We first met Zoe when we collaborated on a piece of furniture for her studio (the tailored NCW buffet unit with shelving above), which she uses to house props in her studio. We soon discovered she is an extremely talented photographer with a unique style, so we sat down with Zoe to find out about her path to becoming a photographer and her personal home style.
Tell us a bit about your background and how you got into photography.
I applied for a job as a wedding photographer’s assistant while I was studying Graphic Design at uni. I was supporting myself with bar work at the time, and I saw it advertised in the newspaper. It was my introduction to professional photography and while weddings weren’t really for me, photography came naturally and I grew to really love it as an art.
When I finished university I moved to San Francisco with my sister; our mother is American so we have dual citizenship. I spent the next ten years there working as a professional photographer. Freelancing in SF taught me how to hustle for work, and to continuously push myself and develop my style so that I could stand out. It's a really creative city with a lot of talented people, so it was very competitive. I learnt the value in making strong connections with my peers and collaborating with the right people.
Your photography is so fun and colourful. How did you come to find your own unique style of photography?
It’s often hard to make time for personal projects, but it’s the single most important factor in developing my style and evolving my work. If I discover something I’m really excited about, I try to turn it into a project. Little obsessions can become great motivators when creating new and unique work, because it comes from a place of genuine interest. These personal projects can be limitless, because you have no boundaries placed on you by a client.
How would you describe your home and interior? What kind of art do you have at home?
My home is colourful, cosy, inviting and eclectic, and filled with sentimental objects. We keep adding until it works. I don’t try to define my style, I have a mix of things and they just seem to fit. My partner has a collection of ephemera and it all just comes together. Most of our art was made by friends. It’s nice to support artists we’re friends with. They’re usually people I’m drawn to because of similar tastes.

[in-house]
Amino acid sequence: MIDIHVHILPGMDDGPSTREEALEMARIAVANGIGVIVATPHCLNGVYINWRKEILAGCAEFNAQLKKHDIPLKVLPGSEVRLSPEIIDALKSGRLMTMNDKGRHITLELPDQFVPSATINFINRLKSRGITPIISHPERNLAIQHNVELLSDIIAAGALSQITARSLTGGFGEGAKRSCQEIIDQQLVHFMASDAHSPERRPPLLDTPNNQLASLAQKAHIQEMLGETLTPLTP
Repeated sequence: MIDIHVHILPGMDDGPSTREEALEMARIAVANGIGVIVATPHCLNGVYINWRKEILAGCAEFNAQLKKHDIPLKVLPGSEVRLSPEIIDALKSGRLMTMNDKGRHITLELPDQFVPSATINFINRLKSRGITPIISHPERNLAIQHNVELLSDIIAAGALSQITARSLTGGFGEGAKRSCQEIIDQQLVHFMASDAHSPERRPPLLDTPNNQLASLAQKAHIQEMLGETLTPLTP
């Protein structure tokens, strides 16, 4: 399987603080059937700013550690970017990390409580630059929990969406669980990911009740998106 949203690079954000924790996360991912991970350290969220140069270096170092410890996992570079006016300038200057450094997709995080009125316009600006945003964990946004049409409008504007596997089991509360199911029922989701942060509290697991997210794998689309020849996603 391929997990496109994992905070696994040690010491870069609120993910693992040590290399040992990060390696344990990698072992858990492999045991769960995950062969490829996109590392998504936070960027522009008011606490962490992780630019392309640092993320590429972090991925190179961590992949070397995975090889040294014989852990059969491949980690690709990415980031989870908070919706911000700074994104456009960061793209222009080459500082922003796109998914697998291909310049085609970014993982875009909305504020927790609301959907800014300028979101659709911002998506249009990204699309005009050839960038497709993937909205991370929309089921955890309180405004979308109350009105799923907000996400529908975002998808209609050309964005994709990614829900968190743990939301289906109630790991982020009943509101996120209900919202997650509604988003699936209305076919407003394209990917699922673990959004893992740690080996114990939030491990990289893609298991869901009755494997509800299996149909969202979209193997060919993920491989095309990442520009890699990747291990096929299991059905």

What kind of clients do you usually work with? How would you describe your process when creating images for a client?
I attract clients with an appreciation of colour and visual abundance. I like to think my work conveys a sense of my own personality and style that works cohesively with what my clients are trying to achieve.
I like to be involved in the whole creative process; creating a concept, gathering props myself or bringing together the right team. It all comes together when we get to the shoot.
For anyone wanting to follow in your footsteps, what advice would you give to someone starting out?
I didn’t do it enough, but I think it can be great to start out assisting people whose work you admire. It's a great way to learn, while developing invaluable connections in the industry. I'm constantly learning from my peers and people I surround myself with.
I’ve already discussed the importance of personal projects, but I’m going to mention it again. It’s ok if you don’t finish them all, it's just about trying new things and experimenting until you find something that really works. Think about what you are fascinated by and turn it into a project, it doesn’t have to be something costly, make it achievable and easy so you can’t be held up too much by budget or time constraints. Your passion and excitement will show through, you’ll be able to practise and develop your style, and you’ll be noticed for it.
Some of my favourite personal projects are done in collaboration with other artists. It’s a great way to stay motivated, evolve an idea, and have a lot of fun. I have an ongoing project with a typographer, Sophie Elinor. ‘Going Nowhere’ was born out of a group exhibition in 2021, and it’s just something fun we work on together when inspiration strikes and we have a lull in our paid work. It also gave me an opportunity to experiment with motion without the pressure of a client brief.
All photographs by @zoealicelonergan
Check out Zoes work at zoelonergan.com.au